It’s interesting that the concept of a furphy was invented by Australian troops serving in the Australian Imperial Force during the First World War, to describe the latest rumour of what was going on. It’s a great Australian word, worth looking up. Most furphies turned out to be wrong, if imaginative, and thus the term has come to mean, in its common usage; misleading, false, information.
Let’s look at the current misrepresentations of the alliance.
First, that the US and all it stands for is solid and clearly resilient to the disaster that is the Trump presidency. It is not. The US polity, in all of its branches; executive, legislative, judicial and public service and civil society, is in disarray. In key areas it is barely functioning. There seems little reason to think it will recover any time soon, and every reason to think the dysfunction will deepen, as policy by tweets continues.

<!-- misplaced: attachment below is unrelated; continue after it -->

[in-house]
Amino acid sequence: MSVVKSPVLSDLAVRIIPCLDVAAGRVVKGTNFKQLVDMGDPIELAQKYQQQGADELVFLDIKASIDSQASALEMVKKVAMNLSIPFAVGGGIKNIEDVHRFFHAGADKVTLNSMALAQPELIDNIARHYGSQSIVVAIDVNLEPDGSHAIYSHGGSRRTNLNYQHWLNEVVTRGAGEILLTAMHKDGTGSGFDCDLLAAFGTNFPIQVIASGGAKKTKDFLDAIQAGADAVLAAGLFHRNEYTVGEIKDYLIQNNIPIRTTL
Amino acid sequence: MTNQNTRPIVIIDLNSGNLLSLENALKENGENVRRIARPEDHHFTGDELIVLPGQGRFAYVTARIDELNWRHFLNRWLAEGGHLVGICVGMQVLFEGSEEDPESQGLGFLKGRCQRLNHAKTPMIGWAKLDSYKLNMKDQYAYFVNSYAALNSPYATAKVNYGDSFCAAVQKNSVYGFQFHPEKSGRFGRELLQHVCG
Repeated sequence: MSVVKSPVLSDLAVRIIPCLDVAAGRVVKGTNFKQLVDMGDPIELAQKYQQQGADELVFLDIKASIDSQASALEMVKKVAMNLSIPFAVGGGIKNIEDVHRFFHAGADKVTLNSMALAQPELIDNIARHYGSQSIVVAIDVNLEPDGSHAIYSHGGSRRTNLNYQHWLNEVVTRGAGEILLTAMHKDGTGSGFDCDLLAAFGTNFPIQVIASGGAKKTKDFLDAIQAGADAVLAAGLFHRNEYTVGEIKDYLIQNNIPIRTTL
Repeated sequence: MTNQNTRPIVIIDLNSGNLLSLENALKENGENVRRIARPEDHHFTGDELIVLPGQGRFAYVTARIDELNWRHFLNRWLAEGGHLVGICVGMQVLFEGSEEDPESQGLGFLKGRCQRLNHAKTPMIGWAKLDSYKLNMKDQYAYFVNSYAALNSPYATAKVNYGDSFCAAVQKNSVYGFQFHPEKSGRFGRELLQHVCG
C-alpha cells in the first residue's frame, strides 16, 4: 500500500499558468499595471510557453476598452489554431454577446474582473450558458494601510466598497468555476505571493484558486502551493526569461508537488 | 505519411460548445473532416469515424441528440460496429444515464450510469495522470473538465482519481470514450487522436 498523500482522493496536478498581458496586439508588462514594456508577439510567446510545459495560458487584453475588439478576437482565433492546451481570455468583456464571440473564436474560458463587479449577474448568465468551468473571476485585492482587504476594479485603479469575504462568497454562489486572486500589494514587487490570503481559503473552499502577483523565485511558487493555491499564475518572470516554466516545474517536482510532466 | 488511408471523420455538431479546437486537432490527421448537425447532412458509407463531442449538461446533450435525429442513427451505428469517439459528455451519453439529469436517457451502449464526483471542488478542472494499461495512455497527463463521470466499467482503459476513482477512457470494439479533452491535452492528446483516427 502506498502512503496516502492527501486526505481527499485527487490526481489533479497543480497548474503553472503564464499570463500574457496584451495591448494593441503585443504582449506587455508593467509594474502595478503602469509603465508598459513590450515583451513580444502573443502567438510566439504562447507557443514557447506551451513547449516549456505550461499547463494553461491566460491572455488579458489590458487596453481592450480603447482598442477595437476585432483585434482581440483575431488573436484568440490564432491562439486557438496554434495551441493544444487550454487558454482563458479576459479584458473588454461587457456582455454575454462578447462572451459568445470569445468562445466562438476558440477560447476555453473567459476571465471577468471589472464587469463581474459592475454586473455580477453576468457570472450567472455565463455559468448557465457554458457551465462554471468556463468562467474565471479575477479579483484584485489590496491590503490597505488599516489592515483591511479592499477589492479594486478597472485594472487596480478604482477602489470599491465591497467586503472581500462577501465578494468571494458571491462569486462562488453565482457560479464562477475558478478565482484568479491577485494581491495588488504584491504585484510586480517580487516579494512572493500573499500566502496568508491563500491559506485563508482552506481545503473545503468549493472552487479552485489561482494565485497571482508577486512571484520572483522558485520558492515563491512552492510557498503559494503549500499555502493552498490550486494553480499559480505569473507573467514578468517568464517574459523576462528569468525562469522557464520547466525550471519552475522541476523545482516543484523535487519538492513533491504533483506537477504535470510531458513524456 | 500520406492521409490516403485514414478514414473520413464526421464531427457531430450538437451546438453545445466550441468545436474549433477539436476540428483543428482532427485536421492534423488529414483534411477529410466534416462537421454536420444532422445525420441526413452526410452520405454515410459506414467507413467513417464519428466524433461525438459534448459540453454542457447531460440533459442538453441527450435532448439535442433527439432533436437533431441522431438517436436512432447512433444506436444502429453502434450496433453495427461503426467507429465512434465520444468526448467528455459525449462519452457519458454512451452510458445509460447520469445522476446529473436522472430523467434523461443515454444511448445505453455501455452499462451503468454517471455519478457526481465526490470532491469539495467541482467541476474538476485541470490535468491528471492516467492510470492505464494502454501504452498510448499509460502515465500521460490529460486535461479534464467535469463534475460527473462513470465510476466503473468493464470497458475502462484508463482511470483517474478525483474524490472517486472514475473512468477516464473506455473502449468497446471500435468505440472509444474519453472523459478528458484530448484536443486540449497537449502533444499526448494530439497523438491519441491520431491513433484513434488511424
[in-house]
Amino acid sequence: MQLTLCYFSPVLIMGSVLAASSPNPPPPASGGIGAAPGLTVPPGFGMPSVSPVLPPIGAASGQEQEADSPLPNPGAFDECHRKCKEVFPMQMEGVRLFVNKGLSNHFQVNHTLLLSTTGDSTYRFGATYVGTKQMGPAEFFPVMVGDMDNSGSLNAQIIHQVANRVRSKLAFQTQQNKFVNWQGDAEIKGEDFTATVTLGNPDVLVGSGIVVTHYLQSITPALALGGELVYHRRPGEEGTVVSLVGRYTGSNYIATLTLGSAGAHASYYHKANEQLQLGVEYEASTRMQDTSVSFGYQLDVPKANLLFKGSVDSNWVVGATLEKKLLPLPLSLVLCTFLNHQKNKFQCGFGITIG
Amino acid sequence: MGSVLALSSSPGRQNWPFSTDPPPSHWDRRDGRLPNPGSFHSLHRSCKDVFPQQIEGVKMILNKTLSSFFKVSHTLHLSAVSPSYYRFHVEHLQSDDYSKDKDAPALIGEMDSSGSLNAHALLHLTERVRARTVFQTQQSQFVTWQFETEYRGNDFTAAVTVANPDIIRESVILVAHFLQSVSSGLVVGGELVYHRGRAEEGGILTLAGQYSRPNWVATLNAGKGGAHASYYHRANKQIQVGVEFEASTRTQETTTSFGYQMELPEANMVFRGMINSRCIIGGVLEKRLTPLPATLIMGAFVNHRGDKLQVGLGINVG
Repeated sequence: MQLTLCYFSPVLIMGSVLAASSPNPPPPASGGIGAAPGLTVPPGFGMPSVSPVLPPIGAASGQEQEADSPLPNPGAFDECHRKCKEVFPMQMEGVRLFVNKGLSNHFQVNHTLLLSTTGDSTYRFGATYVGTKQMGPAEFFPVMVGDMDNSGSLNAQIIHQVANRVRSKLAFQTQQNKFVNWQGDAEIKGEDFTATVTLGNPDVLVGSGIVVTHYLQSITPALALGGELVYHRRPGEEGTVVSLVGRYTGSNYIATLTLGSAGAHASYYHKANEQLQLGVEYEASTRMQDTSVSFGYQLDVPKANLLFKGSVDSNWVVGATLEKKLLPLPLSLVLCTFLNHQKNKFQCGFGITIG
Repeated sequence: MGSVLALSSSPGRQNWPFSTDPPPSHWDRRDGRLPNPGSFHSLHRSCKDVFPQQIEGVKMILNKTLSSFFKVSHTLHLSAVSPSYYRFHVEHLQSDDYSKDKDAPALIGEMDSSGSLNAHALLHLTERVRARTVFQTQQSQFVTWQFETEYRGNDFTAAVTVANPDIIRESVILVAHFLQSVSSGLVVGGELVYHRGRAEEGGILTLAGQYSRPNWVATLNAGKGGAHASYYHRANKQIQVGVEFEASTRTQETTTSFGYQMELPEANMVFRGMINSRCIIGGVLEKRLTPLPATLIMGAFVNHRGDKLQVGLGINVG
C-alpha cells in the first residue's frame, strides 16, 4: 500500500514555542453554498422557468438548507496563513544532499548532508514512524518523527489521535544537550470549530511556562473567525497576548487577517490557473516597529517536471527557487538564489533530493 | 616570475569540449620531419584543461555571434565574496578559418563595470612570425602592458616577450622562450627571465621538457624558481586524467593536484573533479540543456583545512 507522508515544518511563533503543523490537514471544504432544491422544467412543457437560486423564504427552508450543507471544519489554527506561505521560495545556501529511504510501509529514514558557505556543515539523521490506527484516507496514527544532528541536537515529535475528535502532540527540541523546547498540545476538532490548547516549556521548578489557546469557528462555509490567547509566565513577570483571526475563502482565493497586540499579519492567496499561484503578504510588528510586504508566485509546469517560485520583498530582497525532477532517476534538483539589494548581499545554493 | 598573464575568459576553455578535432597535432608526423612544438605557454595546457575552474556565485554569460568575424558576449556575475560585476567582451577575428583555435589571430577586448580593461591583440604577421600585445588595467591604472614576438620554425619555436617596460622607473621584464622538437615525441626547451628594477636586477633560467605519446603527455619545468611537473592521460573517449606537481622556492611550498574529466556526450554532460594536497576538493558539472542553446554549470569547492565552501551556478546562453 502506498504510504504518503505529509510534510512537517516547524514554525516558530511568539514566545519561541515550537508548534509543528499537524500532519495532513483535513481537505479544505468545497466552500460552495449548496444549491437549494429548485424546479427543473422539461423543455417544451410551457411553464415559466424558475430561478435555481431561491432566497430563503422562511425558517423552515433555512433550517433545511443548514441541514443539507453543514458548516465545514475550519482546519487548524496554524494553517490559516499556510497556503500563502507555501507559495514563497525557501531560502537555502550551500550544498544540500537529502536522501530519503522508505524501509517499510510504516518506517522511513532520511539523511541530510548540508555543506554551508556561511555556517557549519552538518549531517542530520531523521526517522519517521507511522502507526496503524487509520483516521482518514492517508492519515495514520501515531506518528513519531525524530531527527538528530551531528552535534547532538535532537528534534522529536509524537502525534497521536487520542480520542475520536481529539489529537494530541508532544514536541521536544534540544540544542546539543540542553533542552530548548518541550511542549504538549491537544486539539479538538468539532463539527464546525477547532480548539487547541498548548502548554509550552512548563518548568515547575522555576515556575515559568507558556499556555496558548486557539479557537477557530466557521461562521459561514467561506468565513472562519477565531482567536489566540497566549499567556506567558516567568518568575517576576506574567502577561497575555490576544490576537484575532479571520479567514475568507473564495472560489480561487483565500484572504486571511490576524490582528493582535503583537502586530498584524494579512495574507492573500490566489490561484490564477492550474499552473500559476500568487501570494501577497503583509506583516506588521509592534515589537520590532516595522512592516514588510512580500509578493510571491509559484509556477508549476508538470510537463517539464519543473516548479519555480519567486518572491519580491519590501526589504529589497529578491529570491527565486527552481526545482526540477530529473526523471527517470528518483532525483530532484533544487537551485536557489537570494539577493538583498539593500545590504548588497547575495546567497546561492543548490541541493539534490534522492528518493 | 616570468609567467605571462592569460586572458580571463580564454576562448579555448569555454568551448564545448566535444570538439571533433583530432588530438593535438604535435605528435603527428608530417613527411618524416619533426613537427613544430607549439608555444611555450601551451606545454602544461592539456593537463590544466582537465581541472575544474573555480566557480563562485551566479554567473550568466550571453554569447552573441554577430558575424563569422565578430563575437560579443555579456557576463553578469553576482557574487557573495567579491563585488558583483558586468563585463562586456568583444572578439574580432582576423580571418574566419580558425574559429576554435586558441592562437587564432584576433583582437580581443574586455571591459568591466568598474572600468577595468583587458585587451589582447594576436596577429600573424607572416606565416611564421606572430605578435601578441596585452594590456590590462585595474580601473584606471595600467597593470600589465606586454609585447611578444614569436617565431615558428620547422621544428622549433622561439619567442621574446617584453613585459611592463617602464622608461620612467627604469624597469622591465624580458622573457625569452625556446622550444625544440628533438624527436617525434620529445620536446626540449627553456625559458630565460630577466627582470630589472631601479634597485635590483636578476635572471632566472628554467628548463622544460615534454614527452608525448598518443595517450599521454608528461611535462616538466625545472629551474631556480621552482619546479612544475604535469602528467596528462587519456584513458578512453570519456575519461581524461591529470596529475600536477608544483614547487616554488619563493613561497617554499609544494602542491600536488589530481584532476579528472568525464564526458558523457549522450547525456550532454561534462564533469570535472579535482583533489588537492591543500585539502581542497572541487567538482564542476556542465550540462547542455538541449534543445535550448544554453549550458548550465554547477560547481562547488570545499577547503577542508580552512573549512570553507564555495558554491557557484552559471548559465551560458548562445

Secondly, US society is seriously divided, not just between: super rich and super poor, urban/rural, its very disparate regions, ethnic, immigrant and racial groups, abundant religious persuasions and factions. This is more than what has been called diversity or the US “melting pot”. These divisions have been manipulated politically by Trump and the right-wing racist and nativist organisations that have supported him. The pot is on the boil, stirred by Trump’s continual lying about important matters of fact.
The stability of US society is at issue, especially as Trump’s political longevity is increasingly questioned. What will happen if moves to impeach or remove him are mounted?
Thirdly, such a political crisis, it could be argued, would relieve us all, of the misbegotten Trump presidency. Problem solved?